INTERVIEW | 6/8/2010 12:00:00 AM
“I knew Tanja would stay in the guerrilla forever”
Hannie Nijmeijer is the mother of Tanja, a Dutch woman fighting alongside the FARC. She spoke for the first time in an exclusive interview with SEMANA.
Hannie, a slim and shy woman, narrates her adventures while smoking a cigarette at a coffee shop in Groningen, in northern Holland. This spring Tanja has become again a media phenomenon in that country. A documentary and a book about her life (the latter written by León Valencia and Liduine Zumpolle) have recalled the pain her family had to experience three years ago when various newspapers published her diaries, found after a raid by the Colombian army on a guerrilla camp. Tanja appeared in the first page of tabloids and Hannie had to hide for several months. Now she speaks for the first time with Colombian press .
SEMANA: Before Tanja became a member of the guerrilla, what did you know about Colombia?
Hannie Nijmeijer: Nothing. It was distant country. My knowledge about Colombia was limited to its location on Earth.
SEMANA: What did you think 10 years ago when Tanja told you she was leaving to Colombia?
H.N.: I was surprised, but I respected her decision.
SEMANA: Why did Tanja leave Holland?
H.N.: When you see so much poverty for the first time, it is inevitable to ask yourself: Is there anything I can do to help these people? Perhaps Tanja initially thought she would be less useful if she stayed in Europe.
SEMANA: What leads a Dutch middle class girl to become part of the FARC?
H.N.: Her engrained social sense, but I don’t know why she ended up like that. We are Catholic and politically independent. We were very close. Even if it was two in the morning, I would go pick her up from any party. Some years ago, one of my other daughters told me that perhaps the only thing in which I failed as a mother was to teach them to be too aware of social issues.
SEMANA: After her first trip to Colombia, did something change in her?
H.N.: When she told me about her experience I noticed that something had touched her social fiber in a very profound way.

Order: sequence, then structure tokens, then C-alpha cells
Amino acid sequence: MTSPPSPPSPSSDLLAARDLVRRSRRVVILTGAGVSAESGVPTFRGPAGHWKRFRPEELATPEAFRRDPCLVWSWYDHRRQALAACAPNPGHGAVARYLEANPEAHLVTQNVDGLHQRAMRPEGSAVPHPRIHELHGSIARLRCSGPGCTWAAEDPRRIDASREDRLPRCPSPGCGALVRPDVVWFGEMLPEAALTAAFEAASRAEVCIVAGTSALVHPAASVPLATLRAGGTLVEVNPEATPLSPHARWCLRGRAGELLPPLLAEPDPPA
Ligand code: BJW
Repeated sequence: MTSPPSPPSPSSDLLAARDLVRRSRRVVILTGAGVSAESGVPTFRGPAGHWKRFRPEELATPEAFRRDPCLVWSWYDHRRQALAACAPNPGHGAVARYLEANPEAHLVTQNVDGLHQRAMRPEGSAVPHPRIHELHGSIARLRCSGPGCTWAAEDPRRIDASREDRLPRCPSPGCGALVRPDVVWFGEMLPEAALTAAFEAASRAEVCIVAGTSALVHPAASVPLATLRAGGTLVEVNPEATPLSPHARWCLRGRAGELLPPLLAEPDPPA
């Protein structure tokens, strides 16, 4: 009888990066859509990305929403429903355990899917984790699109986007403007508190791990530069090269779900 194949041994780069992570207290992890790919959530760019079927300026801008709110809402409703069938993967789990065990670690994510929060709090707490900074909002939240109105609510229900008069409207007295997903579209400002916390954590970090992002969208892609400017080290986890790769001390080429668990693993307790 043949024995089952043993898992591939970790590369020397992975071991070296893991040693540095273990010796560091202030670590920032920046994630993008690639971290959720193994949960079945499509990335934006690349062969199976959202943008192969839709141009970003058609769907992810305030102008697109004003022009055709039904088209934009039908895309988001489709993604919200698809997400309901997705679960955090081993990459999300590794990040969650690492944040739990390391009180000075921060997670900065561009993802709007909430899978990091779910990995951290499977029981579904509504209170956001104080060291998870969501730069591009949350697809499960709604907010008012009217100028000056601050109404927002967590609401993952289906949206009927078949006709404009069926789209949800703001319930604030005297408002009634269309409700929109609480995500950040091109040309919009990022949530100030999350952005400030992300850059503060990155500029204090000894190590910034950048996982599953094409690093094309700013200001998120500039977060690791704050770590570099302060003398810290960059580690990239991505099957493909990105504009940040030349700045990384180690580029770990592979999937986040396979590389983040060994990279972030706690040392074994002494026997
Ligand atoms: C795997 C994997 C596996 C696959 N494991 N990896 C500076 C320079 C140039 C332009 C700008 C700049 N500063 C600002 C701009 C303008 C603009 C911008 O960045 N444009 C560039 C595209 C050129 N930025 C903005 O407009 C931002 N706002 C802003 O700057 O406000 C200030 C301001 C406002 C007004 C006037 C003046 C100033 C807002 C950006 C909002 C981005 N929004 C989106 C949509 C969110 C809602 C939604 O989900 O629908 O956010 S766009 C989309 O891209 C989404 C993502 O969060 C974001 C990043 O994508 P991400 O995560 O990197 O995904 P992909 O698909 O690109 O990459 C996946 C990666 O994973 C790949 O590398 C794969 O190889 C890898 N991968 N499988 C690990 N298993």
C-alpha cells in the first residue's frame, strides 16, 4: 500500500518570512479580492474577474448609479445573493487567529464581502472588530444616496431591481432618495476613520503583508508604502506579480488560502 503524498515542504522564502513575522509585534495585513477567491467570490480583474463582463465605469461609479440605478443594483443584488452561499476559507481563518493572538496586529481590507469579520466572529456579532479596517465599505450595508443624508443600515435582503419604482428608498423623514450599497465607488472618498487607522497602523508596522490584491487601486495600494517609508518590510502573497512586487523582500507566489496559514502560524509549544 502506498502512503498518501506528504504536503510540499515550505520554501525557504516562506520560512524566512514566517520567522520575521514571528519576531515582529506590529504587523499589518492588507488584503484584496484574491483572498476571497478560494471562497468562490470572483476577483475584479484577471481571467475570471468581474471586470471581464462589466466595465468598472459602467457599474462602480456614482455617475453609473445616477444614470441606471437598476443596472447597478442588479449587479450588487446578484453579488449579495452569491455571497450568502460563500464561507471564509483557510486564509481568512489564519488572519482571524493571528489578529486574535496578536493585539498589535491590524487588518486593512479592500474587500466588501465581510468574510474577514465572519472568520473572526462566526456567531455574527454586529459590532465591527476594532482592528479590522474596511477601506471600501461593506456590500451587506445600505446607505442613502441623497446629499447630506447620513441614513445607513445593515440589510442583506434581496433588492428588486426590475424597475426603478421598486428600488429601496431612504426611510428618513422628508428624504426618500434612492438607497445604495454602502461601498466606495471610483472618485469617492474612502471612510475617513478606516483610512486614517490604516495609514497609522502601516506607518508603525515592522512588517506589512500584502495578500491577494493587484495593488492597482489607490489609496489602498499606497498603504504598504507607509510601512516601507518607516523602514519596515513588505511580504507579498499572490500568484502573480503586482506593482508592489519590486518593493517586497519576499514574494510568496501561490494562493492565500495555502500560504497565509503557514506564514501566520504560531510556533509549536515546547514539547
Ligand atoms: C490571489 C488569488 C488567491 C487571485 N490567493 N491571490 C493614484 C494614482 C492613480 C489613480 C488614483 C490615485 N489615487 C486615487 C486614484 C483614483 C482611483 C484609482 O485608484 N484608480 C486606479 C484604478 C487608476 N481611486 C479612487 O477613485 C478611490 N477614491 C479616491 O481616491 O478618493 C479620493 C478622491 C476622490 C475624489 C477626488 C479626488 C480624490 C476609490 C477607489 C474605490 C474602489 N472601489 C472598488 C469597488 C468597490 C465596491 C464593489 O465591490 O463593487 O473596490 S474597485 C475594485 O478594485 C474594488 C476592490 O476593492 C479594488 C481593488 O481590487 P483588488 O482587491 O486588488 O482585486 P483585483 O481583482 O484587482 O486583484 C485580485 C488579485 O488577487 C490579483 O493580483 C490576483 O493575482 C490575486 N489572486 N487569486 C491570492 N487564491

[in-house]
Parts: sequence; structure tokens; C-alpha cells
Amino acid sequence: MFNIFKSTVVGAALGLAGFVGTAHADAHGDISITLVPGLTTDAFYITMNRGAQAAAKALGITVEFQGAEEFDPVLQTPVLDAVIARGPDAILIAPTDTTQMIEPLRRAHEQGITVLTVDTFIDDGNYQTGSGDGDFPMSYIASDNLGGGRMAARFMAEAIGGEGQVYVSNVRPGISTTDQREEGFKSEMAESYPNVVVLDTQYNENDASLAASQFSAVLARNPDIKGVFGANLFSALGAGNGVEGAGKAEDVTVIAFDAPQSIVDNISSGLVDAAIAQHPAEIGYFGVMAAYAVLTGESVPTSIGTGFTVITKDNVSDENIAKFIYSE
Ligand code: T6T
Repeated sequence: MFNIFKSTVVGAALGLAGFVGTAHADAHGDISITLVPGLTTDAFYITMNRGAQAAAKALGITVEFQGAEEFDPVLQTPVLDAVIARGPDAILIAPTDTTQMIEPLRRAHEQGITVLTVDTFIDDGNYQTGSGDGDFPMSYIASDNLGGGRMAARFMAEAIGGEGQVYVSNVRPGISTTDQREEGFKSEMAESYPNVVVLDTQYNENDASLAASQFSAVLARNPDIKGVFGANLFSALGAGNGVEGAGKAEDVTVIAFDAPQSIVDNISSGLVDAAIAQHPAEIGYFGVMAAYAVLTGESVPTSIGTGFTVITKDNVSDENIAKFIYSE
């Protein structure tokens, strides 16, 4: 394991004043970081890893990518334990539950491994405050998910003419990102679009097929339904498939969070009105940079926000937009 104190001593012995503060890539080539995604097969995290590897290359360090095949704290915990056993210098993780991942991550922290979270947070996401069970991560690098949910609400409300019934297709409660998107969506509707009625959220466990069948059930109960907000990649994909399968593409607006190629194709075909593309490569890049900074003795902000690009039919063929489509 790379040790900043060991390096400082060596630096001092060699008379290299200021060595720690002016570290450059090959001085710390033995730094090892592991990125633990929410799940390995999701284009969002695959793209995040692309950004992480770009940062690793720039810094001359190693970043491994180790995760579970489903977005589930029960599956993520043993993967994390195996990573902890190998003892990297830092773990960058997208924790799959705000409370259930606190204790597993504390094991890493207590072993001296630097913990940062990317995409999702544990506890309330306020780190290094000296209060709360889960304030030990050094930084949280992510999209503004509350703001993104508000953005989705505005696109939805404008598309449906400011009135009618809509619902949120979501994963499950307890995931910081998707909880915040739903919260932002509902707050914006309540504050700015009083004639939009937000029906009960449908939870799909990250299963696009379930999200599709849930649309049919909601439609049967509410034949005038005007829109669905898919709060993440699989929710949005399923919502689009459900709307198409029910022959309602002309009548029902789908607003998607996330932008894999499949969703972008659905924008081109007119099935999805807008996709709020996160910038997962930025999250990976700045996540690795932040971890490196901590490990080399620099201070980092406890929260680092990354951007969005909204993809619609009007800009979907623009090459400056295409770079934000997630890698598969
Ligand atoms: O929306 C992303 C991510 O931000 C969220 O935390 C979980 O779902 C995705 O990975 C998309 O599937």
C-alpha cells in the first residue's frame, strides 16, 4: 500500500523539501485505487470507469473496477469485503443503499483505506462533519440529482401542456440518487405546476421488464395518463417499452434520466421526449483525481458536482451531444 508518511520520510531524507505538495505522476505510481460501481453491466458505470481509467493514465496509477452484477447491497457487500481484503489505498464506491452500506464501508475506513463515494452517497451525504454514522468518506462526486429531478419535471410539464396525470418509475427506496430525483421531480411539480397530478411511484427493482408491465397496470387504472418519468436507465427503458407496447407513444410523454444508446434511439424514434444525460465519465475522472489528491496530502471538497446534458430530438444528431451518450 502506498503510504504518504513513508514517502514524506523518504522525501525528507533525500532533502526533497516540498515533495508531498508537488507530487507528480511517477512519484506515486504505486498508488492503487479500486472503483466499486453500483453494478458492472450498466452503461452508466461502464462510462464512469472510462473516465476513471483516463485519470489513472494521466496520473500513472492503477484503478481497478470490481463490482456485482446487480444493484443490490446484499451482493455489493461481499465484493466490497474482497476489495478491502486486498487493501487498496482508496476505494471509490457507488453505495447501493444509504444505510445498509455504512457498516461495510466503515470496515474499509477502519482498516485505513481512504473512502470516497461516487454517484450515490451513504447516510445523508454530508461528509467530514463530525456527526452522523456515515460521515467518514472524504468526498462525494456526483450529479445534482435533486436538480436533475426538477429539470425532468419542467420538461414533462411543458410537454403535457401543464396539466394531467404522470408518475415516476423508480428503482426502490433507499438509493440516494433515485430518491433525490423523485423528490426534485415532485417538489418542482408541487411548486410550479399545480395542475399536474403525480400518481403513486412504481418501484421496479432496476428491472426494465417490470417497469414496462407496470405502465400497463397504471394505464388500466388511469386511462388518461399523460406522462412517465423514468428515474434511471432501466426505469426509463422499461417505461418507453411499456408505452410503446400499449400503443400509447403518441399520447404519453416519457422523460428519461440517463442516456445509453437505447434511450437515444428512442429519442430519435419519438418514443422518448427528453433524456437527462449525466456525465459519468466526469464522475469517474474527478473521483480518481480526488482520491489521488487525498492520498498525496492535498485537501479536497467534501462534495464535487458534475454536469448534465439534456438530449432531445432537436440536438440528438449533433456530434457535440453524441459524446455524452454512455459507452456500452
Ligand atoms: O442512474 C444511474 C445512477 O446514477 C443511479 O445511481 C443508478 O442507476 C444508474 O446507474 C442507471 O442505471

SEMANA: In 2005 you made a secret trip to a guerrilla camp to see your daughter. How did you get there?
H.N.: After several months of silence, Tanja told us that she had joined the guerrilla and invited us to visit her. My family discussed it, we didn’t want to put our other daughters in danger, and finally we decided that I would go alone. The convictions of a mother are unbending. It was very difficult for everyone.
SEMANA: Were you aware of the risks that this trip implied?
H.N.: Yes but if I hadn’t done the trip, I would have regretted for the rest of my life.
SEMANA: What did you feel?
H.N.: I remember that the paved road suddenly changed into a small unpaved road. At the end of the trip, I had to walk to a ranch where I spent seven nights. In the mornings, guerrilla members would take me to Tanja’s camp.
SEMANA: How was the reunion?
H.N.: It is a very intense and intimate memory, one which I will take to my grave.
SEMANA: How did you find your daughter?
H.N.: As always, except for one detail. When we talked about the FARC she was unavailable. Suddenly, it was like if there was a wall between us. That was new. There was only one exception: when I asked her about the taxes people have to pay to the guerrilla, I reminded her about the ethical values her grandfather had taught her. That was the only time she said, "You're right, that's not right."
SEMANA: Did you hope that wall would stop growing?